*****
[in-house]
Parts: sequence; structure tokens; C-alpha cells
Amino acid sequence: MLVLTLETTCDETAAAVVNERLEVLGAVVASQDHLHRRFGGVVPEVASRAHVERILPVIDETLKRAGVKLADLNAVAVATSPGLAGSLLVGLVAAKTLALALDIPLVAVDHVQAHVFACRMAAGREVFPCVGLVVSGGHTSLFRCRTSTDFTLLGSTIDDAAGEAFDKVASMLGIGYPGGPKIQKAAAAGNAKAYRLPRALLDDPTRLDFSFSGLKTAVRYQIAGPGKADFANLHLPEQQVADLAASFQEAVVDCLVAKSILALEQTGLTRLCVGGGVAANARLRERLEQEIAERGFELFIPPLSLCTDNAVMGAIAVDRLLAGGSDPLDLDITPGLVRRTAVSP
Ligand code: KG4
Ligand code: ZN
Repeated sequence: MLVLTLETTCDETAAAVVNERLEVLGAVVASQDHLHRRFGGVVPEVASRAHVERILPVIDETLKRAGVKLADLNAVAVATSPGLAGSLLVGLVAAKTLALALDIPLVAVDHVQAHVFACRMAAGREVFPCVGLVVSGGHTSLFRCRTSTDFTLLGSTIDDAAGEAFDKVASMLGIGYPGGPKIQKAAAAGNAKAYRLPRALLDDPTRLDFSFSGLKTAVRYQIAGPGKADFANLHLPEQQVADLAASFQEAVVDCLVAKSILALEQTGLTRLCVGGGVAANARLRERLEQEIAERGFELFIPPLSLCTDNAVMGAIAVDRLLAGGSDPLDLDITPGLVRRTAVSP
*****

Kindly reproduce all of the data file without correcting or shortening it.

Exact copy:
[in-house]
Parts: sequence; structure tokens; C-alpha cells
Amino acid sequence: MLVLTLETTCDETAAAVVNERLEVLGAVVASQDHLHRRFGGVVPEVASRAHVERILPVIDETLKRAGVKLADLNAVAVATSPGLAGSLLVGLVAAKTLALALDIPLVAVDHVQAHVFACRMAAGREVFPCVGLVVSGGHTSLFRCRTSTDFTLLGSTIDDAAGEAFDKVASMLGIGYPGGPKIQKAAAAGNAKAYRLPRALLDDPTRLDFSFSGLKTAVRYQIAGPGKADFANLHLPEQQVADLAASFQEAVVDCLVAKSILALEQTGLTRLCVGGGVAANARLRERLEQEIAERGFELFIPPLSLCTDNAVMGAIAVDRLLAGGSDPLDLDITPGLVRRTAVSP
Ligand code: KG4
Ligand code: ZN
Repeated sequence: MLVLTLETTCDETAAAVVNERLEVLGAVVASQDHLHRRFGGVVPEVASRAHVERILPVIDETLKRAGVKLADLNAVAVATSPGLAGSLLVGLVAAKTLALALDIPLVAVDHVQAHVFACRMAAGREVFPCVGLVVSGGHTSLFRCRTSTDFTLLGSTIDDAAGEAFDKVASMLGIGYPGGPKIQKAAAAGNAKAYRLPRALLDDPTRLDFSFSGLKTAVRYQIAGPGKADFANLHLPEQQVADLAASFQEAVVDCLVAKSILALEQTGLTRLCVGGGVAANARLRERLEQEIAERGFELFIPPLSLCTDNAVMGAIAVDRLLAGGSDPLDLDITPGLVRRTAVSP